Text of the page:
Sports & Games

Jason's Game

Garry Kasparov

Lesson time 6:36 min

“What else can you do?” Garry breaks down Jason’s moves and answers questions about what his opponent could have done differently.

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So you always play d4? Yeah. OK. So you want to play King's Indian and give you a chance to show. So after, I don't know, e5, take or castle? I mean, I play both. Taking is-- So that's why I play Na6, just to make sure that we avoid-- avoid the immediate simplification. So castle, which is again, a second-rate move I think. But this one this is not. It's too early, so this is-- it's the Re1 or Be3. We keep the pressure. It's not a great line, so it's playable, but-- and I wouldn't recommend it as a first choice. But after d5, you go to the Petrosian system. But now it's the-- fairly comfortable. And you don't have to play Bg5. Bg5. So I'd have to. Yeah. Here is Bg5. Be3. And now, b6 probably, this is Nd2. And black has a choice. It's this Ng4, which I will probably play, take the bishop. Or actually, in an interesting move, Bg4. That's the idea just to. f3? Now, after f3, then I go back and then my knight has just I have an opportunity just to activate my knight, so your kingside, kingside is weakened. But both do for giving a fairly comfortable game, so that's why it's not. So for after Ng4 for instance, you'd have an exchange. You do what, a3? And this is I think this is a pawn sacrifice. We take here, we take, you win the pawn, but then just Black has start to push. You know h5. It's again, king is a little bit exposed. And I have two bishops and pawn, it's too far. So the endgame. But I don't know. I would consider. I haven't played it for a long, long time, because nobody plays it anymore, with White so. So I'll probably find when I just played Re1 after take,take, I'm not sure what to do. But this is not a good combination of moves. Here you can play f3 or you can go-- OK. That's-- We can just simply play f3. This is the-- no, Na6 and d4 are not just going together. Also, I would rather play c6 here. And then you go Bf1. That's the line. So c6, Bf1? Yeah. Yes, it's theory. Because this is, now I'm comfortable. But of course, you don't have to play Re1. This is a case where I say you better pass. Don't make a movement, because after Re1. And that's typical. So sometimes there's a possibility when if there's room for queen, then after take, Bg5, just to take. But it just doesn't work. I was a little surprised by that one. So there's another move, Nd2, here. But then black has Bh6. It's important-- I just think if I was going to play Nd2, I might as well play Nd2 here. Yeah. But I still play-- oh, I would play on Bh6 anyway, because now b4 I can take and win the pawn. You play Qc2, a5. And that's the old classical position. So black bishop is already activated, and my knight is here, so it's an excellent position for black. That's a dream. King's Indian dream. There's no. After yo...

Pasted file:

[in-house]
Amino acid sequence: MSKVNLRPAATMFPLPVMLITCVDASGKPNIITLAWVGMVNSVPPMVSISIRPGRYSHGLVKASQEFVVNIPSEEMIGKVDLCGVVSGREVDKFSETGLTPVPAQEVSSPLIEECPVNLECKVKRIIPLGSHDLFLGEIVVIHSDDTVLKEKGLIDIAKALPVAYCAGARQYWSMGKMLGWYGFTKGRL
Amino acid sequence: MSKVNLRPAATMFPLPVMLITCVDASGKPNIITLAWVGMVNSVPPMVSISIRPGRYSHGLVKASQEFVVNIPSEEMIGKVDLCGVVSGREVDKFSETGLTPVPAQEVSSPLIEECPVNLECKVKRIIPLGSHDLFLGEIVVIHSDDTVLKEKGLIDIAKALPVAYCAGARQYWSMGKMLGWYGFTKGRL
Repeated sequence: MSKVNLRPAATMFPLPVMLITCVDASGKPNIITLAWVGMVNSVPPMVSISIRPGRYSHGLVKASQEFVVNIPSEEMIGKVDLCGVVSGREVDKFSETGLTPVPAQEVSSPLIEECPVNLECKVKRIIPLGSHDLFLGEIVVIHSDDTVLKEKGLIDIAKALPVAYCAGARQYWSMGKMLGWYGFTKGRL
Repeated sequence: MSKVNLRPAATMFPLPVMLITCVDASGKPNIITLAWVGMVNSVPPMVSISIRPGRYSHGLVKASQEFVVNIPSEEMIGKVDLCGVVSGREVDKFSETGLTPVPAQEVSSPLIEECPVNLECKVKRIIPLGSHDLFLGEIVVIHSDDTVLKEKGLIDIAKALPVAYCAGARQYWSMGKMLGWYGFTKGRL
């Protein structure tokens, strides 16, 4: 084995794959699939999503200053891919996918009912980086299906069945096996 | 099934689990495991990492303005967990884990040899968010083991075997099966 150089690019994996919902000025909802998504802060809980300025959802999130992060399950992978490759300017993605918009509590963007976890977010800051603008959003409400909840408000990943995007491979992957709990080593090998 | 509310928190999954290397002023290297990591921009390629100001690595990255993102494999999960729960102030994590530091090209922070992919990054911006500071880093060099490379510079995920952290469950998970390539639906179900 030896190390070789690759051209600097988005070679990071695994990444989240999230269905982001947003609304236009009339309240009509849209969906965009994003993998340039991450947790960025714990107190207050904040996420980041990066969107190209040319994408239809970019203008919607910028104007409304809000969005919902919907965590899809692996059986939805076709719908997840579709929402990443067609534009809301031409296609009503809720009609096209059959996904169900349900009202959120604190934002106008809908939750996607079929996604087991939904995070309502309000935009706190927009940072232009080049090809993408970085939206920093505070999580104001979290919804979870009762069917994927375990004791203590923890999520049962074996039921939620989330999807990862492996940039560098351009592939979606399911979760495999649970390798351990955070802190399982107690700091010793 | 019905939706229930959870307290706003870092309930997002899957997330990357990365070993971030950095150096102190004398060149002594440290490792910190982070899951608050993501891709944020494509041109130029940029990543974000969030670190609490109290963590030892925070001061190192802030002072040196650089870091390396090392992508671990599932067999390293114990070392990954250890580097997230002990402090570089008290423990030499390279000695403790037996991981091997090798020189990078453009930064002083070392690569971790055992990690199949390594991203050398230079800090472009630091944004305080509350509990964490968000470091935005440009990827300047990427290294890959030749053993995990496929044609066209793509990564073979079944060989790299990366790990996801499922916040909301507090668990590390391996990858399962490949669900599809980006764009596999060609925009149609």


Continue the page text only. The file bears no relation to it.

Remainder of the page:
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Douglas D.

Comments went by way to fast. This whole course was a problem Garry has so much knowledge he has forgotten that we lower level players don't think as fast as he does. What is elementary for him is sometime more complicated for players with levels in the Teens.

Morgan T.

I agree with other comments made below. This is incomplete kibbitzing for learning chessplayers like we all are. It needs a bit more of the whys behind the moves, rather than just an analysis of where Jason's game wasn't good. Yes, this is typical kibbitzing for those who already understand the particular game but is insufficient for those of us learning from it. Also, yes, I have a difficult time believing Jason's 2100 rating. His game was not an indicator of his level.

Jason B.

Need more explanation on why the moves were made. The video was too fast, and much of the dialogue inaudible or too quick. If one already KNEW what was going on, they may have followed just fine. For folks like me, I suspect it was very different.

Garry G.

ok, 2100??????? where do i start! I was at 16+ in HS, and that is not 2100! In HS I always lost to Boris who would always start his sentences with "In my country!" Well, In my county that doesnt fly!

Eric S.

Well, it's hard to explain. I have never seen an Expert with those mannerisms and I've been playing tournament chess many years. But I didn't just base it on that alone. An Expert does not make those kinds of errors, and would certainly know which side to operate in the King's Indian or any other opening. Perhaps you're not strong enough to notice the differences, but trust me, I am strong enough, and he's no 2100 player, no way.

Dezso R.

What a privilege is to see Kasparov Playing! By the way Eric, I think that Jason played a pretty good game, Don't forget now who he was facing. He must of felt like he's up against a strong computer.

David B.

A lot of inaudible spots.... CC shows them. An overall summary directed at the viewer might have helped - w h at opening, variation, good moves weak moves and why would help. Had a hard time following Kasparov's comments. Any advice for the viewer? What should I have gotten out of his review?

A fellow student

I'm afraid this game is above my rating.......good learning experience though.....he thinks too quickly for me

Eric S.

I do not believe Jason is really a 2100 player. The confidence was not there, and his moves made absolutely no sense in the Classical Variation against the King' s Indian. In that line, White operates on the Queenside, and Black' s chances are on the Kingside.

Mohan T.

Black attacks on Queen side in this King's Indian! Have to study where White went wrong.